The Rhetorical Rights and Wrongs of the Obama Speech

March 11, 2009

 (Guest Post by Matthew Ladner)

I agree with both Jay and Greg about Obama’s speech- first, that it is symbolically important. The endorsement of merit pay and charter schools is very encouraging. Jay is correct however to ask…

There are a couple of items in the President’s speech, however, that I think he’s off base on. For instance, the idea that everyone needs to attend college. In the Carnegie Foundation’s publication Change, Paul Barton wrote that the notion that the U.S. has a dire need for an ever increasing number of college graduates is a myth. “Confusion about the demand for college graduates runs throughout discussions of national workforce needs,” Barton wrote.

According to Bureau of Labor Statistics data, only 29 percent of all jobs actually required a degree in 2004. The Bureau projects that of the top ten occupations with the largest growth from 2004 to 2014, seventy percent won’t require a college education.

Interestingly, the U.S. Department of Education’s National Education Longitudinal Study reports that 40 percent of its sample attained a two- or four-year degree or higher. Therefore, many people with college degrees have jobs that don’t require them. So it really might be true when your cabbie says he has a Ph.D.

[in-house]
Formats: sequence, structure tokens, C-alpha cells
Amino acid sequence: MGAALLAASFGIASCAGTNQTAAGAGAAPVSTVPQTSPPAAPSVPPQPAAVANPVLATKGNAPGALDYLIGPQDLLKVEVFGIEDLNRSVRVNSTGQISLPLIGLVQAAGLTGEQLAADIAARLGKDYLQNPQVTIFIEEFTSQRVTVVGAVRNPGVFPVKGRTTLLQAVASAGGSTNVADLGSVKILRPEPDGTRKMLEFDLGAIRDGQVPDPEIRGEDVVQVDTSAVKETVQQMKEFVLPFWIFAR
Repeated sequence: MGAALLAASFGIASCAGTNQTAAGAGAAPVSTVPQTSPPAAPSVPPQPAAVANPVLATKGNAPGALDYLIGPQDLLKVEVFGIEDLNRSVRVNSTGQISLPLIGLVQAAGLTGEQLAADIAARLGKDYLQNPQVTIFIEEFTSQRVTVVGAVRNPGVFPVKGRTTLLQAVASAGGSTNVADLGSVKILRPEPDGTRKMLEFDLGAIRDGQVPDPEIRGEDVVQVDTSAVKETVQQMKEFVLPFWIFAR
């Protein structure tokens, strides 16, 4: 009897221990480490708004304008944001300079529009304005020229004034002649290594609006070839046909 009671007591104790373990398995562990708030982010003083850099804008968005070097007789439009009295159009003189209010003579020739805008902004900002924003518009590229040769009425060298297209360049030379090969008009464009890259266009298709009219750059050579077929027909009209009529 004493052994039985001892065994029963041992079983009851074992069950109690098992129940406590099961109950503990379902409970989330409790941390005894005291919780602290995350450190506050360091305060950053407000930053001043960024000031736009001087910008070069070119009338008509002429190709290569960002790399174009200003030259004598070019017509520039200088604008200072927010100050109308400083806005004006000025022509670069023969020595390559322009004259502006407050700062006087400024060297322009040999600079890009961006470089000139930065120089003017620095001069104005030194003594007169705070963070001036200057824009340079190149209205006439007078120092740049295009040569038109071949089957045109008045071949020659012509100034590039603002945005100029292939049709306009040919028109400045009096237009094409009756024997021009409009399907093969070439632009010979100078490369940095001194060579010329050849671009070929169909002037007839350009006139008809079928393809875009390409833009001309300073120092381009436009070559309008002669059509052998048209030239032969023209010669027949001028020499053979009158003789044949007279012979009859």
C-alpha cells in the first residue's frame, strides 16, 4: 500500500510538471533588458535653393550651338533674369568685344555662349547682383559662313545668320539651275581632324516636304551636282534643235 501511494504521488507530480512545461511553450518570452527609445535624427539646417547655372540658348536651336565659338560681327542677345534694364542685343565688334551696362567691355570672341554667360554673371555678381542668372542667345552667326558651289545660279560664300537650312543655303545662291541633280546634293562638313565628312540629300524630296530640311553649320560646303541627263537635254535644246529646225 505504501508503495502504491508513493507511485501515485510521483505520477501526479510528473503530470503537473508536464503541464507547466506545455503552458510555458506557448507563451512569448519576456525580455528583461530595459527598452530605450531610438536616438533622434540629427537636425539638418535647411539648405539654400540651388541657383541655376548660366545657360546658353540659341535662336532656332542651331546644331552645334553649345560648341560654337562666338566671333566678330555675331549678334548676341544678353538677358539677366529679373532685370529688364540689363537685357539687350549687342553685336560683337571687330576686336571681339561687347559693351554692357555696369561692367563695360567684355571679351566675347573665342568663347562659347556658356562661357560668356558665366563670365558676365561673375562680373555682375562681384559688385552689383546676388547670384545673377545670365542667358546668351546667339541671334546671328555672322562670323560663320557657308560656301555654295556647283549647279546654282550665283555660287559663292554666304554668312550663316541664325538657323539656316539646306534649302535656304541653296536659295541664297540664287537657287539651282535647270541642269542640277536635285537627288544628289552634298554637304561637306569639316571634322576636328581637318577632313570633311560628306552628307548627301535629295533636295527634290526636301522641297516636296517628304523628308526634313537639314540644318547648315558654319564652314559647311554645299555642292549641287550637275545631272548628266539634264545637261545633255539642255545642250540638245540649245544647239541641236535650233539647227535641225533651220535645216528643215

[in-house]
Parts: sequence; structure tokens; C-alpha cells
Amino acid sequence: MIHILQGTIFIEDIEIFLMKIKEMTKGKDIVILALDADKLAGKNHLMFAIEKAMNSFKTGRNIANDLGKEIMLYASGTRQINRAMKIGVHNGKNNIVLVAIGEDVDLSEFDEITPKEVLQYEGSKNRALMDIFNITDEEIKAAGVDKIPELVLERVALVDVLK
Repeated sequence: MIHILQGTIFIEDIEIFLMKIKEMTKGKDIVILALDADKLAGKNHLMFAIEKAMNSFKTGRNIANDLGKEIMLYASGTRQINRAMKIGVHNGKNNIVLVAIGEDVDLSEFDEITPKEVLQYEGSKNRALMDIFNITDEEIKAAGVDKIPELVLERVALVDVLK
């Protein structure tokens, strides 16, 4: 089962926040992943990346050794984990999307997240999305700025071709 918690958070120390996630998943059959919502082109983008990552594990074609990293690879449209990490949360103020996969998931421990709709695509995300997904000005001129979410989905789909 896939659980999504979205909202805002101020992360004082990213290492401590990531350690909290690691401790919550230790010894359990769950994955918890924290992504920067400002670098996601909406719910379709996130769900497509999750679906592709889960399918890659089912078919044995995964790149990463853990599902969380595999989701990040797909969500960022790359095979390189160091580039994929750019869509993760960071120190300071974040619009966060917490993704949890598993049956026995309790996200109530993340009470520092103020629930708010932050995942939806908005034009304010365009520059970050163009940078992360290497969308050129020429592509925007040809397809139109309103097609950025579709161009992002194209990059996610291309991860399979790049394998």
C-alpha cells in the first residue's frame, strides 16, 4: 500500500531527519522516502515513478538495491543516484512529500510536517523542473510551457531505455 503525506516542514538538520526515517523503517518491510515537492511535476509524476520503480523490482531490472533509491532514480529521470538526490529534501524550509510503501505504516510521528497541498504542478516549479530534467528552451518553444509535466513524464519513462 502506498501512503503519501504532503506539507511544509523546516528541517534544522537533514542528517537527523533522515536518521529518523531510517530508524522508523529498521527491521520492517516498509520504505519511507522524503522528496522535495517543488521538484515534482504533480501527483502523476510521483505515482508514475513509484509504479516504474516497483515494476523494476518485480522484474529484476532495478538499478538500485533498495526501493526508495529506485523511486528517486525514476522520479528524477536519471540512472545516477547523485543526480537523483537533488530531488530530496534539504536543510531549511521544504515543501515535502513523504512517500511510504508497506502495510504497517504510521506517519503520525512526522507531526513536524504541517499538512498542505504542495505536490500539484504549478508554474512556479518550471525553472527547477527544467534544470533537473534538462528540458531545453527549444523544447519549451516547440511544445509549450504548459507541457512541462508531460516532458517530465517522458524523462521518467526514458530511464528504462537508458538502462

Barton’s clear-eyed presentation of the data reveals a job market far more complex than simply an unmet demand for college-educated job applicants. For example, proponents of greater higher education funding often point to an increasing wage gap between the college educated and those who aren’t.

Barton, however, notes that the wage gap is due largely to the falling earnings of high-school graduates and dropouts rather than to higher earnings for college graduates.

Second, the President’s call for the expansion of preschool programs isn’t supported by the weight of empirical evidence, which generally show small academic gains that quickly fade out.

Overall, however, it was a better speech than I could have dared hope for, demonstrating at least a rhetorical independence from the reactionary forces of the status-quo. Let’s see if the President gets around to backing his fine words with actual reform.

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